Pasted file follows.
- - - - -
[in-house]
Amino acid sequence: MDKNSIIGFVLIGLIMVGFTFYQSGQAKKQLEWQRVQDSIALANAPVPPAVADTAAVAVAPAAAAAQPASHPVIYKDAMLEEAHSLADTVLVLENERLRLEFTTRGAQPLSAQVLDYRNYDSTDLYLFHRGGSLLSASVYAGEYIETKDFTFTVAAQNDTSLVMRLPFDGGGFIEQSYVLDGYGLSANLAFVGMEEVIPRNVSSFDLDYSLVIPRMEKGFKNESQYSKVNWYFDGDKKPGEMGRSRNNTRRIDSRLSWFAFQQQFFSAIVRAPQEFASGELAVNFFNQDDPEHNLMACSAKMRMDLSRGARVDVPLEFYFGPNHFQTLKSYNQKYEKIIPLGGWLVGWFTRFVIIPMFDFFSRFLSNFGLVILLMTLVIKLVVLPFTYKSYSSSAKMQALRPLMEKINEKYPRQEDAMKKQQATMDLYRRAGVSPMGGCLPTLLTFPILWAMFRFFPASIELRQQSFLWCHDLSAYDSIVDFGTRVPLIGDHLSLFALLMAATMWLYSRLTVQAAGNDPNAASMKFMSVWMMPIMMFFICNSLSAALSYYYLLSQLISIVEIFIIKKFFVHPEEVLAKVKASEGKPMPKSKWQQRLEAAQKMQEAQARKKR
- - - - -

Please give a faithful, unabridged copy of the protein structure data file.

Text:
[in-house]
Amino acid sequence: MDKNSIIGFVLIGLIMVGFTFYQSGQAKKQLEWQRVQDSIALANAPVPPAVADTAAVAVAPAAAAAQPASHPVIYKDAMLEEAHSLADTVLVLENERLRLEFTTRGAQPLSAQVLDYRNYDSTDLYLFHRGGSLLSASVYAGEYIETKDFTFTVAAQNDTSLVMRLPFDGGGFIEQSYVLDGYGLSANLAFVGMEEVIPRNVSSFDLDYSLVIPRMEKGFKNESQYSKVNWYFDGDKKPGEMGRSRNNTRRIDSRLSWFAFQQQFFSAIVRAPQEFASGELAVNFFNQDDPEHNLMACSAKMRMDLSRGARVDVPLEFYFGPNHFQTLKSYNQKYEKIIPLGGWLVGWFTRFVIIPMFDFFSRFLSNFGLVILLMTLVIKLVVLPFTYKSYSSSAKMQALRPLMEKINEKYPRQEDAMKKQQATMDLYRRAGVSPMGGCLPTLLTFPILWAMFRFFPASIELRQQSFLWCHDLSAYDSIVDFGTRVPLIGDHLSLFALLMAATMWLYSRLTVQAAGNDPNAASMKFMSVWMMPIMMFFICNSLSAALSYYYLLSQLISIVEIFIIKKFFVHPEEVLAKVKASEGKPMPKSKWQQRLEAAQKMQEAQARKKR